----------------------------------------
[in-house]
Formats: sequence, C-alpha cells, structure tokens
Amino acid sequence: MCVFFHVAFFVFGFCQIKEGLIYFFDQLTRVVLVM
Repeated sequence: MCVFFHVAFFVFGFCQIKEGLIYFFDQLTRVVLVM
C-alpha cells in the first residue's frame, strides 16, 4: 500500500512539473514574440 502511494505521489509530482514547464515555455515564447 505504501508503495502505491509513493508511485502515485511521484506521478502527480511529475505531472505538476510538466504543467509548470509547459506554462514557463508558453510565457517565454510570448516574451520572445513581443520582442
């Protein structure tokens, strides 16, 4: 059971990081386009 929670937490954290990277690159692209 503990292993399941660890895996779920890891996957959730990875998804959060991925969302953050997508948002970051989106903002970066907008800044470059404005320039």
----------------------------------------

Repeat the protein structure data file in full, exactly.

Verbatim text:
[in-house]
Formats: sequence, C-alpha cells, structure tokens
Amino acid sequence: MCVFFHVAFFVFGFCQIKEGLIYFFDQLTRVVLVM
Repeated sequence: MCVFFHVAFFVFGFCQIKEGLIYFFDQLTRVVLVM
C-alpha cells in the first residue's frame, strides 16, 4: 500500500512539473514574440 502511494505521489509530482514547464515555455515564447 505504501508503495502505491509513493508511485502515485511521484506521478502527480511529475505531472505538476510538466504543467509548470509547459506554462514557463508558453510565457517565454510570448516574451520572445513581443520582442
């Protein structure tokens, strides 16, 4: 059971990081386009 929670937490954290990277690159692209 503990292993399941660890895996779920890891996957959730990875998804959060991925969302953050997508948002970051989106903002970066907008800044470059404005320039």